• UAVs
    • Combat Aircraft
    • Strategic Bombers
    • Mil Transport/ Aerial Refueling
    • Shipbuilding
  • China is attempting to control their portions of the oceans, contrary to the U.S. Navy, which acts as an international police force with their global presence.
  • Much of China’s research and development (R&D) is off the books, so much so that their budget is rather opaque. They do spend much of their R&D allotment on advanced technologies (e.g., AI, cyber, and quantum technology).

What is Japan doing to increase their capabilities?

  • Japan is doubling their defense budget in a five-year span. They used to adhere to a 1% GDP cap for defense spending, but this was an informal agreement as defense spending was a very political topic in the Japanese government.
  • Japan has realized that the threat of China requires far more than 1% of their GDP. They saw a 26% increase this year, and Forecast International forecasts a 14% increase next year.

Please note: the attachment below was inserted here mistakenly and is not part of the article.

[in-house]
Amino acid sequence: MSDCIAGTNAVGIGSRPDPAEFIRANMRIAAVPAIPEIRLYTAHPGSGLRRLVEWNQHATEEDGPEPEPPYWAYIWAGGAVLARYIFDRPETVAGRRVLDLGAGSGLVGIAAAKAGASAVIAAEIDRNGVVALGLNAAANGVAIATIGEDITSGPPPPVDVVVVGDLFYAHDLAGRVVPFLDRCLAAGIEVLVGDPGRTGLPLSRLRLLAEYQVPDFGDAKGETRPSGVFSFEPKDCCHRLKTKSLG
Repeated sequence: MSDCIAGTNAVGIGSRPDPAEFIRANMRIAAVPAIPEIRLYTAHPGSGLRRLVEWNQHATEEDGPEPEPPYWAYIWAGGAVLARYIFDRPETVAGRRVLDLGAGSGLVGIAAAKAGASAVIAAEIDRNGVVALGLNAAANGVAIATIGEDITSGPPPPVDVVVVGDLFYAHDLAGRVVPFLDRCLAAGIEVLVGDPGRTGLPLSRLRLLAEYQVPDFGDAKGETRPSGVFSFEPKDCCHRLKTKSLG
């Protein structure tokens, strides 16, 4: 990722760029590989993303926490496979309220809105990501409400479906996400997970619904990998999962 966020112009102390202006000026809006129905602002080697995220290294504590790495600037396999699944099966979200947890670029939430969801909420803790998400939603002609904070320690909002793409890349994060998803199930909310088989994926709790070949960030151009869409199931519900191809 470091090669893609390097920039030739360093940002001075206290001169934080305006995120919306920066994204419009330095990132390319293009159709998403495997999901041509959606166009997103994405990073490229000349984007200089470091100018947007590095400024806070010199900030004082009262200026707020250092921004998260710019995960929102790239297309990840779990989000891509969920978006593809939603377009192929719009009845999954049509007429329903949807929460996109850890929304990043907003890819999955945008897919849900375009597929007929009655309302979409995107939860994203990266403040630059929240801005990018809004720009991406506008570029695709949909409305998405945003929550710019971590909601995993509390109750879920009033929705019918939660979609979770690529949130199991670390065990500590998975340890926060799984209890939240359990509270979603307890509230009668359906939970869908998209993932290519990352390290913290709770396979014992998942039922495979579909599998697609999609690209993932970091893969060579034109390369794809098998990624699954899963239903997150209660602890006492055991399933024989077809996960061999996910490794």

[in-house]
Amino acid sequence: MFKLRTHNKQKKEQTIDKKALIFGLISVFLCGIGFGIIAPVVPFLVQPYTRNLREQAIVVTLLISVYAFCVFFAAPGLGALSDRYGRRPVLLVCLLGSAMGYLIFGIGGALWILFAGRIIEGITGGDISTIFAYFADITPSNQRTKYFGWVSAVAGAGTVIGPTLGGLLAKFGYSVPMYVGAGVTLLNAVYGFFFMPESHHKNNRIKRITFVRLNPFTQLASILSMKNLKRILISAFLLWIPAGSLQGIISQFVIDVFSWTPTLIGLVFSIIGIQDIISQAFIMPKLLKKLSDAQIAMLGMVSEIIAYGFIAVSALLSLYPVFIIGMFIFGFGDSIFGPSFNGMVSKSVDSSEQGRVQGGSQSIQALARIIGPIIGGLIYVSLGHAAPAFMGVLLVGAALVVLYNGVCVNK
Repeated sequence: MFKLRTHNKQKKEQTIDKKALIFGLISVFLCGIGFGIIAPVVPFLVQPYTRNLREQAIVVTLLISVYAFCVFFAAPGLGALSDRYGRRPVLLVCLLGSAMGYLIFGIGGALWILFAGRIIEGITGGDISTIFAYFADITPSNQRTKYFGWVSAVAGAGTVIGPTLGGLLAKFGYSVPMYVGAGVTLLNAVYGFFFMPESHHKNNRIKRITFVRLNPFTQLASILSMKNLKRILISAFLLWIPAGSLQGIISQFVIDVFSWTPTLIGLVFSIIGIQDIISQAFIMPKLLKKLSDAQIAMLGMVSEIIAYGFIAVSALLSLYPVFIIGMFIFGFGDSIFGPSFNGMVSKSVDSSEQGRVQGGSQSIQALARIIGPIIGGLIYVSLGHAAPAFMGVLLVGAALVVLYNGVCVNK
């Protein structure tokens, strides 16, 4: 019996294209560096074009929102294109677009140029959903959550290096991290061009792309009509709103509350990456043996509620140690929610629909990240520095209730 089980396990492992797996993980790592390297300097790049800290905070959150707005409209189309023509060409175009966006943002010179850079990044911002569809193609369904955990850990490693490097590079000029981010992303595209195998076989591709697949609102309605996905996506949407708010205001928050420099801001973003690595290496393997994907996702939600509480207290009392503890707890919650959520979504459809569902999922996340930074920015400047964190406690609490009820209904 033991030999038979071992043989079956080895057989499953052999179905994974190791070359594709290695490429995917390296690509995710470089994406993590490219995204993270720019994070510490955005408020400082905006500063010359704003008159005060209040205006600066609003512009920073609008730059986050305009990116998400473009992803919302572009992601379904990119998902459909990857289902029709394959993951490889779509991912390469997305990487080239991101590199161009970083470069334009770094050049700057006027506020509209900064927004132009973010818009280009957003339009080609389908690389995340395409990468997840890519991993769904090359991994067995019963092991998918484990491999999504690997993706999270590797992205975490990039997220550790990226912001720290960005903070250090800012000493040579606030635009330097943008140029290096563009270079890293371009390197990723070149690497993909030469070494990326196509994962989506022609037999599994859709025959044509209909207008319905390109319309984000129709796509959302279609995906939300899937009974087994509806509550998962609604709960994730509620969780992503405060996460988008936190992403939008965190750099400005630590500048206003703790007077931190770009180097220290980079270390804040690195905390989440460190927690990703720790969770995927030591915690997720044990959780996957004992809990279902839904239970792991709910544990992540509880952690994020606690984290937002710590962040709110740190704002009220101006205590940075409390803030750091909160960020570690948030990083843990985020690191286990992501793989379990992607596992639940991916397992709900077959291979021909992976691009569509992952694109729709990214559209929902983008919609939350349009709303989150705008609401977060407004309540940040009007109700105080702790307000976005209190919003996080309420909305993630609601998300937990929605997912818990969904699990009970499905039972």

• Japan plans to reach a 2% GDP cap for defense spending by 2027, which would require over $75 billion in additional spending. This rapid increase is not just due to the threat of China but also because of the lesson learned in Ukraine that industrial scale, near-peer warfare has not gone away.
  • Japan acquired the Tomahawk missile as a counter strike weapon to respond to aggression from North Korea and China. Japan will eventually replace the Tomahawk with its own type-12 missile that they are currently expanding their range for.
  • Japan is increasing their destroyer fleet size from six to eight, with two new Aegis-equipped destroyers. These function as their ballistic missile defense capability.
  • GCAP partnered with the U.K. and Italy to develop a sixth-generation fighter. They are crossing the Tempest and FX programs to replace the aging Japanese F-15 fleet.

What is Australia doing to increase their capabilities?

  • Australia has maintained a 2% of GDP for defense spending since 2019. The focus of the budget has been on unmanned vehicles/systems and the AUKUS submarine program.
  • The AUKUS deal is set for 2040. Australia is experiencing hurdles in terms of nuclear technology sharing with the U.S.